Should I Perform a Trademark Search?
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Why Should I Perform a Trademark Search Before Registering a Trademark?
Trademark law is an area of intellectual property law. It concerns the ability to secure intellectual property rights in the symbols that represent the company. A “symbol” for purposes of trademark might include words, images, drawings, phrases, tunes, shapes, general appearance of the business (known as trade dress), or even colors.
Registering a trademark is generally done by filing an application with the United States Patent and Trademark Office (USPTO). Part of this process concerns doing a trademark search.
In this article, we describe the process for filing a trademark. Then we describe the reasons for performing a trademark search prior to registering a trademark with the USPTO.
What is Required to Federally Register a Trademark?
When a business files for trademark protection, the USPTO will examine various elements of the trademark. The first element is that the company must use the claimed trademark or symbol to publicly to represent the company or its products or services.
Next, for an expression to be subject to trademark protection, it must be “distinctive.” Distinctiveness means that the public readily is able to identify the symbol with a particular company, product, or service. That is, there is no risk of public confusion about what the symbol represents.
The symbol must meet an acceptable category for distinctiveness. The categories of distinctiveness are as follows:
• Fanciful - The symbol was made up and has no other meaning, significance, or business association outside of the company using it.
• Arbitrary - This when a company uses the symbol in a way that is considerably different from its general understanding. Using the symbol to represent the company, product, or service is so arbitrary that individuals easily associate the expression with the company.
• Suggestive - A suggestive mark in some way suggests the company, product, or service.
• Descriptive - A descriptive company name in some way describes what the company, product, or service is or does. To register a descriptive symbol, the company must demonstrate that the company has achieved “secondary meaning” beyond the descriptive nature of the word. This means that the general public would recognize the specific company, product, or service when the claimed descriptive mark is spoken, written, or shown.
• Generic - A generic symbol is not capable of protection. A symbol is generic when it is commonly associated with a class of product, service, or business — rather than representing the specific business.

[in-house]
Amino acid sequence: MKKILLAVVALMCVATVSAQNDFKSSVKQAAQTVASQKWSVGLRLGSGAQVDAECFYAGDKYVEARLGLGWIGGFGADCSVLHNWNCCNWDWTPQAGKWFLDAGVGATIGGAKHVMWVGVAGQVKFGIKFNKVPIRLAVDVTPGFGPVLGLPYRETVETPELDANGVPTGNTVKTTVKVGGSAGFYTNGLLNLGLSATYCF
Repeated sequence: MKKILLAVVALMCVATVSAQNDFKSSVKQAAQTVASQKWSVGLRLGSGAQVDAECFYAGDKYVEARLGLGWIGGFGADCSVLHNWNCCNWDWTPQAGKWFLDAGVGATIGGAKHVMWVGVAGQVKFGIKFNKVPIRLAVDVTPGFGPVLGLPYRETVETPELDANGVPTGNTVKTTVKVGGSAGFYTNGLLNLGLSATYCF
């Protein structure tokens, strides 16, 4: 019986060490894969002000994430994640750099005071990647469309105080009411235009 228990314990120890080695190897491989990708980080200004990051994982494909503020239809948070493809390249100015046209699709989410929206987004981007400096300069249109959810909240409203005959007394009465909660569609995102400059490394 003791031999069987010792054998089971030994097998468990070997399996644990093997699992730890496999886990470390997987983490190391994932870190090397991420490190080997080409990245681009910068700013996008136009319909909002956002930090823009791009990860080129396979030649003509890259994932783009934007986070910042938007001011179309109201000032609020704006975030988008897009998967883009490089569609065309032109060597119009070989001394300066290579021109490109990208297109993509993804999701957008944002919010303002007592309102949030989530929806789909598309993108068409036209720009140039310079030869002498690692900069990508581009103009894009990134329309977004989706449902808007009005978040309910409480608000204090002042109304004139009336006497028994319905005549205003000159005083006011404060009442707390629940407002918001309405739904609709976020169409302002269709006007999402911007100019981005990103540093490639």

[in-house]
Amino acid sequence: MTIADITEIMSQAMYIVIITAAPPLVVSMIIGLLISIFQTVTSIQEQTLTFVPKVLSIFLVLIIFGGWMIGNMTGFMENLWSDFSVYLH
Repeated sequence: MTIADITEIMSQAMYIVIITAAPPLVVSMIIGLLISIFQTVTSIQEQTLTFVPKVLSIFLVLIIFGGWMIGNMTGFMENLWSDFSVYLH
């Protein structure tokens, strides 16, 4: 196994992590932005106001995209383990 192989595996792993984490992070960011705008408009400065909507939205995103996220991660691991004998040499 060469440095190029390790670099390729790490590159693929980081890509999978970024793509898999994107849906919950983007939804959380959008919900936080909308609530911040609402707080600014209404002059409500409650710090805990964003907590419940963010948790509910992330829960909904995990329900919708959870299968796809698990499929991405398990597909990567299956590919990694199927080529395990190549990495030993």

If the mark can demonstrate distrinctiveness, the next step is to make certain the mark is not already in use. The USPTO will determine whether the mark is being used by a business in any manner that may cause customer confusion. If so, this will destroy the ability to acquire federal trademark protections.
The alternative method for securing trademark protections is under state common or statutory law. Each state will recognize trademark rights for a mark used by a business in that state. Some states require registration pursuant to state statute. If so, the business will be required to meet the use and distinctiveness requirements of the state. Most states, however, provide common law protection without the requirement of registration. Basically, the first business to use a symbol capable of trademark protection to represent the business will receive automatic protection. This locks out later businesses (either new businesses or out-of-state businesses entering the state) from using a confusingly similar mark.
Note, securing state trademark rights would effectively destroy the ability of another business to secure federal trademark rights — as the symbol is already in use. This brings up the point that being the first to secure federal trademark protection through registration effectively establishes priority for trademark use in all states.
Why Conduct a Trademark Search Prior to Seeking Federal Registration?
In short, it will save you time and money. Also, it could provide you options in securing the trademark rights.
First, begin by doing a thorough search of the USPTO trademark database. This will allow you to do a word and image search for symbols that were previously filed with the office. If the trademark was previously filed and is still active, then there is no option for registering that exact mark. If, however, a previously-trademarked image has expired — there may be an opportunity to apply to register the mark for your business.
Next, you will need to do a common database search through online search engines, such as Google or Bing. The reason for such a search is to determine if your mark is being used to represent a business anywhere in the US. Generally, if the mark is very similar and represents a similar type of business, then the present use of the mark would likely interfere with federal registration. Knowing about such a use will allow you to make a case to the USPTO that your mark is sufficiently distinctive from this other mark to allow for federal registration. Remember, the standard is whether using the symbol will create some sort of customer confusion.
Lastly, you need to know if you are infringing upon the trademark of others. It would be truly disappointing to start your business operations using the symbol to represent your business, product, or services, only to find out that the mark is claimed by another business. This could lead to a trademark dispute under state or federal law between you and the other business. It can be very expensive to either defend your trademark use or to rebrand your business product, or service with a symbol that does not infringe upon another’s trademark rights.